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Trustworthy Digital Systems

A new generation of computer security, developed over the past 10 years, offers the opportunity for human users to decide what systems can communicate with each other with no need for any pre-existing structure of keys or structure linking them. This is based on the discovery of highly efficient protocols for authenticating systems and exchanging keys based on the comparison of short strings generated by the two or more parties involved. The researchers have been leaders in the development of these protocols from the start and have helped them mature to the point where they can and should be widely used in critical applications such as the military.

Our vision is that individual authorised users of systems should be permitted, within limits defined by their authorisation, to connect their devices and share data with other devices in situations where the pre-existing security architecture hasn’t foreseen the particular instance of need, or where the backbone services which are necessary to achieve secure communications are simply out of range. Our innovation will enable this by developing a suite of protocols and associated processes for use, which can be used to bootstrap secure communications without the need for extra services or pre-agreed secrets.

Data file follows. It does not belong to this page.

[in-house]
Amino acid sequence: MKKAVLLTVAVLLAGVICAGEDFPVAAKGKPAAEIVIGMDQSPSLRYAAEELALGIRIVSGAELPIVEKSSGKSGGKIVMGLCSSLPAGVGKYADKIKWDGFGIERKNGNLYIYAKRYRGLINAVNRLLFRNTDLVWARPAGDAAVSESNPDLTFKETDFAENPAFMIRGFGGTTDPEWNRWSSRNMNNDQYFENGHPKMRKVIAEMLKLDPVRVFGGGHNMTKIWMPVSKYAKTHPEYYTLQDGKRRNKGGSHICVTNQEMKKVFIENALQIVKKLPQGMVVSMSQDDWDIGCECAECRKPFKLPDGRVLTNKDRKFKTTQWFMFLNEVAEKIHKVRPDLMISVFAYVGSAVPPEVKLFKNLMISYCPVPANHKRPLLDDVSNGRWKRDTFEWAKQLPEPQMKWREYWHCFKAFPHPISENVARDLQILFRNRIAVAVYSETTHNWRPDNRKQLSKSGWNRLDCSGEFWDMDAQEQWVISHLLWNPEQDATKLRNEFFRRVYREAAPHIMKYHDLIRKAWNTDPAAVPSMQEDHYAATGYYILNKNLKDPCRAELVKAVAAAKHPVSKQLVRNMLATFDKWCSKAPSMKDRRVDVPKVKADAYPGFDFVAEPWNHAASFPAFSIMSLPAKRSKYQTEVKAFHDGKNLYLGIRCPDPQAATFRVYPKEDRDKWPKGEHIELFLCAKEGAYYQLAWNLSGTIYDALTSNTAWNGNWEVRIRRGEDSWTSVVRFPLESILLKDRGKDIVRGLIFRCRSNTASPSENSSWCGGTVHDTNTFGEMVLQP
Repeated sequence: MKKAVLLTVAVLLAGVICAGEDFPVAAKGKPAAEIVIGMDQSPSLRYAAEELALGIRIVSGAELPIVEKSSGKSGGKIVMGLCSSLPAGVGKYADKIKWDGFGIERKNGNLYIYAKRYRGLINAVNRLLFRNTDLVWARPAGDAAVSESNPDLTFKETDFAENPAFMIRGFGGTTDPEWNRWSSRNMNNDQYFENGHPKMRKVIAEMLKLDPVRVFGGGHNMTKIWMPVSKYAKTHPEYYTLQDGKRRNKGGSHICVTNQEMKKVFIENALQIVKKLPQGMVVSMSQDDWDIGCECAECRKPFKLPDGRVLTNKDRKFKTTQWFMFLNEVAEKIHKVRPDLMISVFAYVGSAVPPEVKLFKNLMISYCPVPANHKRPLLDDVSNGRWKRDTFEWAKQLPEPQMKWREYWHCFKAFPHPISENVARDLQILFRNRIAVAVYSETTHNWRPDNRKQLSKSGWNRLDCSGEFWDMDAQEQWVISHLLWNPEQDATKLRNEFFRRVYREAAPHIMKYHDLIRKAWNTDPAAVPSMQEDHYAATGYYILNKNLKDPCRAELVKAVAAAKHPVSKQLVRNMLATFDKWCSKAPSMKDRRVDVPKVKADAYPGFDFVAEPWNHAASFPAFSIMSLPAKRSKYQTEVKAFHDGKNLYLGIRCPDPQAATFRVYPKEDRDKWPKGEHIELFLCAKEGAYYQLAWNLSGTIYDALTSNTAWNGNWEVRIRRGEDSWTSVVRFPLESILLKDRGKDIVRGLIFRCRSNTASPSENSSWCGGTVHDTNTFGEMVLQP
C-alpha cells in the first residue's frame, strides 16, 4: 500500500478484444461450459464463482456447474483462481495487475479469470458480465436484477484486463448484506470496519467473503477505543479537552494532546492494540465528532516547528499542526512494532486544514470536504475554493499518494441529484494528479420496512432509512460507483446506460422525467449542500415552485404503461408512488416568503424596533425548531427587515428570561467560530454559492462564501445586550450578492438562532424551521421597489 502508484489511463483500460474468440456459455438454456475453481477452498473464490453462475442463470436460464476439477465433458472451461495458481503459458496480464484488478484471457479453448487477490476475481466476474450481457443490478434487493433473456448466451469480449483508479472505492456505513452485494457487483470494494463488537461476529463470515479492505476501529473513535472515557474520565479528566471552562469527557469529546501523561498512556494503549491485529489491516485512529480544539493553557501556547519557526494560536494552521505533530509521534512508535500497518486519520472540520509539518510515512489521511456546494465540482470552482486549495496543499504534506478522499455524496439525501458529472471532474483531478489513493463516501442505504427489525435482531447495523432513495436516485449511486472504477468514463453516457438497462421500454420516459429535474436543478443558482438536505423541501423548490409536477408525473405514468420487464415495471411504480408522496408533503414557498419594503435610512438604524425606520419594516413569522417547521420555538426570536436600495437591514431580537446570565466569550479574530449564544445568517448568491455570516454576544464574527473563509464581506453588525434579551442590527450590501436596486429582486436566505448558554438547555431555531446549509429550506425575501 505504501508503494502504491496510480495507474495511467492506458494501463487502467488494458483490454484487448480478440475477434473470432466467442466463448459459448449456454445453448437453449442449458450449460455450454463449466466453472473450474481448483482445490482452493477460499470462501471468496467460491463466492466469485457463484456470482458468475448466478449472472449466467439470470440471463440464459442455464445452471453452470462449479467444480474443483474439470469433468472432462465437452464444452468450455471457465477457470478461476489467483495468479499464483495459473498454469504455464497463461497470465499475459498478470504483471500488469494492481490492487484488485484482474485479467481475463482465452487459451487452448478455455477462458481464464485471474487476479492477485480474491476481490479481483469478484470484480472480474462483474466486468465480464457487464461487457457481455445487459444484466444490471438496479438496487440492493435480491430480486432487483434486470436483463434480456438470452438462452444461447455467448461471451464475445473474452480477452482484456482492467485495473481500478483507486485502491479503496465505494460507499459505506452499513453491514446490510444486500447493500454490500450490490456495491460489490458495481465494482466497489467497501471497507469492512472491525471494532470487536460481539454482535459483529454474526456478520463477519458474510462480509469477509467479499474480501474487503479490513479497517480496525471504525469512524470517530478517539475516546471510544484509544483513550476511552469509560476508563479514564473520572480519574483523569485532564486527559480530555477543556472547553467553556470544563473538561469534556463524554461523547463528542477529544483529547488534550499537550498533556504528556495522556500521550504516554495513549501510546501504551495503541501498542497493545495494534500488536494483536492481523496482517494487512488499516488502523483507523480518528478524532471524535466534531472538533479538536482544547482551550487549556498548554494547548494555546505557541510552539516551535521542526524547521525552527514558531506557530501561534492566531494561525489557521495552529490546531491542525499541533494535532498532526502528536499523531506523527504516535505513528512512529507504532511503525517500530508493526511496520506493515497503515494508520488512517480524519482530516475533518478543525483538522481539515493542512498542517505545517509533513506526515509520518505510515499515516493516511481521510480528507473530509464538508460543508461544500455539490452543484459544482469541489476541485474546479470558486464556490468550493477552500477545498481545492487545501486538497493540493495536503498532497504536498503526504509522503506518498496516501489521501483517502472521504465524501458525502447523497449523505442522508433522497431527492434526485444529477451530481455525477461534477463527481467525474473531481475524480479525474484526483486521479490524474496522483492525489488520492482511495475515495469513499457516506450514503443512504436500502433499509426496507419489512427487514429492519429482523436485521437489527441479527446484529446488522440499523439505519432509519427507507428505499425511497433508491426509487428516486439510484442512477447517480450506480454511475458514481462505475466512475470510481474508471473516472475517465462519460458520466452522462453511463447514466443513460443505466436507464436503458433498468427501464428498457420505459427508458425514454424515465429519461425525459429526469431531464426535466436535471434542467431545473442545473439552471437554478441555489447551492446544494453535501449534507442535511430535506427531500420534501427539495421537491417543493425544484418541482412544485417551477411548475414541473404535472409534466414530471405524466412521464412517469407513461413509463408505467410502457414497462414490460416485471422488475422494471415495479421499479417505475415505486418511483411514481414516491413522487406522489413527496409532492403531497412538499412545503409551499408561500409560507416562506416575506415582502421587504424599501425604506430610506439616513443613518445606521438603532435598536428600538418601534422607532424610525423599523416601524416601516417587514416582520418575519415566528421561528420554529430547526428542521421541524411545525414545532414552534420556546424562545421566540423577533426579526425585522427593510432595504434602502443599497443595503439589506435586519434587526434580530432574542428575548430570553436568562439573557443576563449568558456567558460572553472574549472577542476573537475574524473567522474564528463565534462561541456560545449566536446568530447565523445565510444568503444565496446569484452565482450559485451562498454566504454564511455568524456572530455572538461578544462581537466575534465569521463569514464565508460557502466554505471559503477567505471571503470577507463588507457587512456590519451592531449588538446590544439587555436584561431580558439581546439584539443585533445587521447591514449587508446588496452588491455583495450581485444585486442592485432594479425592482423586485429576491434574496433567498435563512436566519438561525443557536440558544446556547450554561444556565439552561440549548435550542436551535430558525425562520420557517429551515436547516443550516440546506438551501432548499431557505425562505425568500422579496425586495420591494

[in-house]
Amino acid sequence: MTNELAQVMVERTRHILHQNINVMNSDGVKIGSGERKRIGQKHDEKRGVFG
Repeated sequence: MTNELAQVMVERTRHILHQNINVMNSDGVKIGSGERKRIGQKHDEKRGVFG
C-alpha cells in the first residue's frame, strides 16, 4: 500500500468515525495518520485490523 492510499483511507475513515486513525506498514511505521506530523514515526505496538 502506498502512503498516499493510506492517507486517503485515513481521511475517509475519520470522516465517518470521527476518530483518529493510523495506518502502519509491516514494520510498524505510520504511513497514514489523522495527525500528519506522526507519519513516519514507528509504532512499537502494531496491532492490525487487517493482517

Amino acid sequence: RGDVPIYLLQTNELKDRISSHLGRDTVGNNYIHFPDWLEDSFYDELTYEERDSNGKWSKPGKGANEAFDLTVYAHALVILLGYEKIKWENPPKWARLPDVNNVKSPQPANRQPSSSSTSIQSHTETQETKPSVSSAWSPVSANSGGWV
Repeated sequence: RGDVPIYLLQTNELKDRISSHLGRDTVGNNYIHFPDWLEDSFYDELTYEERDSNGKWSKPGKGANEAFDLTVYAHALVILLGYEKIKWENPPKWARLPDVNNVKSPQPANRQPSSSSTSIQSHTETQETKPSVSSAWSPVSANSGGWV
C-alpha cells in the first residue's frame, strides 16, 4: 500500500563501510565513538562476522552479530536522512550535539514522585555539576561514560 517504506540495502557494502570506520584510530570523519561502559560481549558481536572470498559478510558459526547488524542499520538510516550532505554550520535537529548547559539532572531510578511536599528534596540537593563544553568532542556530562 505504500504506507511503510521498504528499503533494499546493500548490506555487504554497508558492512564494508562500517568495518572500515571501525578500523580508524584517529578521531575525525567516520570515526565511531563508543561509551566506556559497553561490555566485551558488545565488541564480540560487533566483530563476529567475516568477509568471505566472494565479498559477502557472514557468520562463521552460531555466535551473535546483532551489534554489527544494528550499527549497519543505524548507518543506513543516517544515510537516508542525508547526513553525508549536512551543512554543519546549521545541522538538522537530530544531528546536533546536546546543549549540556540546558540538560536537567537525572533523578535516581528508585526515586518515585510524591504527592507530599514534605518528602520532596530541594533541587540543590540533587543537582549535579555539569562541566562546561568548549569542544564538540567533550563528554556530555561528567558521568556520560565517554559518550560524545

The method will interface with existing systems in a variety of ways:

·           The protocols will have software implementations which will need to be loaded onto devices.

·           The human user of the method will need to contribute to the successful establishment of secure cryptographic keys to protect communications between devices, via a range of potential interfaces which will be optimised for usability.

·           It may be that some protocols exploit peripherals on board some mobile devices, in which case interoperation with such elements will be required.

 

Further information: http://www.cs.ox.ac.uk/hcbk/spontaneoussecurity.html

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Duration

1st October 2011, on going

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